DISA Deal D-Day Approaches
"People are on this. The RFI [request for information] went out a year ago and the vendor day was packed. It's major," says one hopeful participant, who spoke on condition of anonymity.
Friday's RFP relates to the much-discussed Global Information Grid Bandwidth Expansion (GIG BE) project, DISA's vision of a global telecom network for the U.S. Department of Defense, which DISA exists to serve (see Dreams of the DISA Deal).
The RFP has two parts: The first relates to a dark fiber network that will form the basic infrastructure for the project. That RFP has been circulated, and bidding closed on May 16, with a range of carriers and fiber suppliers responding. The second portion calls for specific hardware to run on the network. Documentation for it was finally published late Friday, but vendors have waited months for it.
Industry eyes are glued to the hardware RFP for a number of reasons. First, there's the money. The GIG BE hardware RFP represents a key opportunity for equipment vendors suffering from the carrier spending drought -- for some, it may be a chance at staying alive.
Estimates of the project's value varies. In a note to investors this morning, analysts Steven Levy and Tim Luke of Lehman Brothers wrote they expect the RFP to result in $800 million to $900 million in spending over the next two years for "initial deployment."
Others differ. "It's a tad open-ended," says Tom Nolle, president of the CIMI Corp. consultancy. "But I think it's about a three-year commitment worth between $500 or $600 million or so." He says he's not comfortable making estimates beyond that but thinks it likely the project could wind up being twice that amount.
DISA had not gotten back to us at press time with answers to questions on specifics of the RFP. But Levy and Luke say they think the full contract covers 72 nodes to be rolled out over a seven-year period.
DISA is asking for equipment in four major categories: "core and edge Internet Protocol Routers; Multi-Service Provisioning Platforms; Optical Transport System; and Optical Digital Cross Connect Switch." Network management and service assurance products are also being called for.
The RFP process is being overseen for DISA by Science Applications International Corp. (SAIC) (which owns Telcordia Technologies Inc.) -- and it's strict. Vendors have just 12 days from May 23 to ask questions about the RFP documents. Final responses must be in within four weeks. No extensions are permitted. Trials are expected to start this year.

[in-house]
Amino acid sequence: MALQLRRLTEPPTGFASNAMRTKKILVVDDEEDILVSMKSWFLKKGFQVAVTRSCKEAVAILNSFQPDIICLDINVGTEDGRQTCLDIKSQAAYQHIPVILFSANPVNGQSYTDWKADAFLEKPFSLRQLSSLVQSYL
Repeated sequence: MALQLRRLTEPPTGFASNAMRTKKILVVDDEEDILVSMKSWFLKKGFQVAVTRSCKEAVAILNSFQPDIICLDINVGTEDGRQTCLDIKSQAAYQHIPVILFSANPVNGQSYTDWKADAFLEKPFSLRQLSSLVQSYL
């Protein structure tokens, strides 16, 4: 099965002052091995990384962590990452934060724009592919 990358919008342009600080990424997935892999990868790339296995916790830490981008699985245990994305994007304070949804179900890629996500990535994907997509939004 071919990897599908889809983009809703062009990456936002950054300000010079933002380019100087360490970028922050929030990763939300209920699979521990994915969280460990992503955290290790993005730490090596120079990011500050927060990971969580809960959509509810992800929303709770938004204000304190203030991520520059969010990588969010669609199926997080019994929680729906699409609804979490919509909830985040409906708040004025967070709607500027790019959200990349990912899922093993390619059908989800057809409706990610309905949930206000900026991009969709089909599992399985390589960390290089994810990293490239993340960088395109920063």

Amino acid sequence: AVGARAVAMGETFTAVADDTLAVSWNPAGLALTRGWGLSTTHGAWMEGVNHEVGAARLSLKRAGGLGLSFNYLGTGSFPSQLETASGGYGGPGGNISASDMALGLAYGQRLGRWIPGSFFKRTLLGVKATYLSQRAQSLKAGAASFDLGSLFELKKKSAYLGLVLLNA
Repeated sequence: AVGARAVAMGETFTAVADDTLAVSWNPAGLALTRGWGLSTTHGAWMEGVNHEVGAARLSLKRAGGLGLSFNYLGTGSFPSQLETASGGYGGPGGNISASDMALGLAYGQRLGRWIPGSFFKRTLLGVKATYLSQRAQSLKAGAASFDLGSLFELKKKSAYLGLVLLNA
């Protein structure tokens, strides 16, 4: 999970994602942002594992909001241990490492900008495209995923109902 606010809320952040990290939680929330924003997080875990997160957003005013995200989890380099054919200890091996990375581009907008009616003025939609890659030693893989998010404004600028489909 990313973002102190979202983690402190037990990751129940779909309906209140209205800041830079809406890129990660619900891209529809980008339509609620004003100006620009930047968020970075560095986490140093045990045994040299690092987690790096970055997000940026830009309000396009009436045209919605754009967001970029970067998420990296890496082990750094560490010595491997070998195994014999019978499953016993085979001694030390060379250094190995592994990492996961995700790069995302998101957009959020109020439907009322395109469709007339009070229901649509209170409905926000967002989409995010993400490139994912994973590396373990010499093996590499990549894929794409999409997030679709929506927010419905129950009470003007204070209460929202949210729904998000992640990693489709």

Observers say the network schedule is ambitious and the government will only consider equipment that can be demonstrated to work today. This could make the RFP a kind of proving ground for next-generation networking gear -- as well as a bellwether for other networking projects.
"It's very similar to some carrier RFPs. It's kind of a preview of what service providers might do," Nolle says. RBOCs such as Verizon Communications Inc. (NYSE: VZ) and SBC Communications Inc. (NYSE: SBC) are readying nationwide packet-based networks (see How Will Verizon Go National?). IXCs like AT&T Corp. (NYSE: T) and Sprint Corp. (NYSE: FON) are moving that way, too. The GIG BE could provide a lot of information about what to expect.
Who's up to win? That's the question everyone will ask over the next weeks. Levy and Luke have already handicapped their picks, including Alcatel SA (NYSE: ALA; Paris: CGEP:PA), Ciena Corp. (Nasdaq: CIEN), Cisco Systems Inc. (Nasdaq: CSCO), Juniper Networks Inc. (Nasdaq: JNPR), Lucent Technologies Inc. (NYSE: LU), Nortel Networks Corp. (NYSE/Toronto: NT), Tellabs Inc. (Nasdaq: TLAB; Frankfurt: BTLA), and Sycamore Networks Inc. (Nasdaq: SCMR).
Nothing's guaranteed, the Lehman analysts say. Cisco, for instance, may be the world's biggest routing vendor, but unless it gets its next-generation core router to market, and fast, it may fall behind. "Specifically, the RFP suggests that the core routers in the GIG BE network need to support at least an aggregated 640Gbps throughput and Cisco's current GSR core routers can only support an aggregated 320Gbps," Levy and Luke write. "We believe it is critical for Cisco to bring HFR (huge fast router) to the market in a timely fashion."
Cisco wouldn't comment on the analysts' speculation that it may release HFR at next week's Supercomm 2003 tradeshow in Atlanta.
Lehman's list may not include key contenders, say some observers. The list of public companies likely to answer the call is apt to contain quite a few more. CIMI's Nolle says partnerships could come into play with this RFP, like the one between Juniper and Lucent (see Lucent Partners With Juniper), as vendors seek to fill in gaps in their responses. Mergers could also be a factor: Nolle thinks this RFP has been the catalyst for talk surrounding Laurel Networks Inc. (see Laurel: Startup Holdout? and Marconi and Laurel in Talks ).
There's also room for dark horses. Marconi Corp. plc (Nasdaq/London: MONI), for instance, has a long history of U.S. government contracts and could have some surprises in store, Nolle says.
At least one analyst says that whichever way this RFP goes, it won't be the end of the story. "This is the first RFP of many, some of which we know about and some of which we don't," says Frank Dzubeck, president of Communications Network Architects. The government's been working to overhaul its network since Sept. 11, 2001, he says, and since national security's involved, there's a level of secrecy that's lacking in other arenas.
But Dzubeck says the level of excitement surrounding the project points to the amount of technology activity in Washington these days. "There's tremendous sales activity," he says.
— Mary Jander, Senior Editor, Light Reading
For extensive and up-to-date coverage of Supercomm – before, during, and after the show – visit Light Reading's Supercomm Preview Site.